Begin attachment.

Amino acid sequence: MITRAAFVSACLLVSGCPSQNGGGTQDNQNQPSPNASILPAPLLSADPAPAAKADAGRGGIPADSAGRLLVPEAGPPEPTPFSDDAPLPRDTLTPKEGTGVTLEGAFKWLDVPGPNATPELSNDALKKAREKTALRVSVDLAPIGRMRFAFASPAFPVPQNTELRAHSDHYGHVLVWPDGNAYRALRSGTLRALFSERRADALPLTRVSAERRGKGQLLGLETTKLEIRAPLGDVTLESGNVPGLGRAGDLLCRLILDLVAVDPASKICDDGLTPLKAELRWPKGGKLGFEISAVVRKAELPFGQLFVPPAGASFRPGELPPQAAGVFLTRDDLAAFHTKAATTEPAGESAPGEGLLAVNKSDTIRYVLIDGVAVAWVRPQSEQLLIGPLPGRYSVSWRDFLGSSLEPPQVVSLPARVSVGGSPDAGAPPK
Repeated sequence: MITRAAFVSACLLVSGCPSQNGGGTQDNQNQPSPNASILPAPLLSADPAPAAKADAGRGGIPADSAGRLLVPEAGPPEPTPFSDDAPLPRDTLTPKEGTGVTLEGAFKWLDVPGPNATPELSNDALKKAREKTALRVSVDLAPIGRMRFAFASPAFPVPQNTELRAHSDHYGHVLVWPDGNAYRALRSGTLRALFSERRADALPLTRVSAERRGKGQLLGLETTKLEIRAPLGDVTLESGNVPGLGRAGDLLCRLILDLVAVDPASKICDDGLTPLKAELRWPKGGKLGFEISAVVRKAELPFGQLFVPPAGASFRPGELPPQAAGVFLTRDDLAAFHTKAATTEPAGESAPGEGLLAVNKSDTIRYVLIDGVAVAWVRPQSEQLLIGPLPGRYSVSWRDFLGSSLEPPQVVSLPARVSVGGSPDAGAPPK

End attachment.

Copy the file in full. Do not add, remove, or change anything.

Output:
Amino acid sequence: MITRAAFVSACLLVSGCPSQNGGGTQDNQNQPSPNASILPAPLLSADPAPAAKADAGRGGIPADSAGRLLVPEAGPPEPTPFSDDAPLPRDTLTPKEGTGVTLEGAFKWLDVPGPNATPELSNDALKKAREKTALRVSVDLAPIGRMRFAFASPAFPVPQNTELRAHSDHYGHVLVWPDGNAYRALRSGTLRALFSERRADALPLTRVSAERRGKGQLLGLETTKLEIRAPLGDVTLESGNVPGLGRAGDLLCRLILDLVAVDPASKICDDGLTPLKAELRWPKGGKLGFEISAVVRKAELPFGQLFVPPAGASFRPGELPPQAAGVFLTRDDLAAFHTKAATTEPAGESAPGEGLLAVNKSDTIRYVLIDGVAVAWVRPQSEQLLIGPLPGRYSVSWRDFLGSSLEPPQVVSLPARVSVGGSPDAGAPPK
Repeated sequence: MITRAAFVSACLLVSGCPSQNGGGTQDNQNQPSPNASILPAPLLSADPAPAAKADAGRGGIPADSAGRLLVPEAGPPEPTPFSDDAPLPRDTLTPKEGTGVTLEGAFKWLDVPGPNATPELSNDALKKAREKTALRVSVDLAPIGRMRFAFASPAFPVPQNTELRAHSDHYGHVLVWPDGNAYRALRSGTLRALFSERRADALPLTRVSAERRGKGQLLGLETTKLEIRAPLGDVTLESGNVPGLGRAGDLLCRLILDLVAVDPASKICDDGLTPLKAELRWPKGGKLGFEISAVVRKAELPFGQLFVPPAGASFRPGELPPQAAGVFLTRDDLAAFHTKAATTEPAGESAPGEGLLAVNKSDTIRYVLIDGVAVAWVRPQSEQLLIGPLPGRYSVSWRDFLGSSLEPPQVVSLPARVSVGGSPDAGAPPK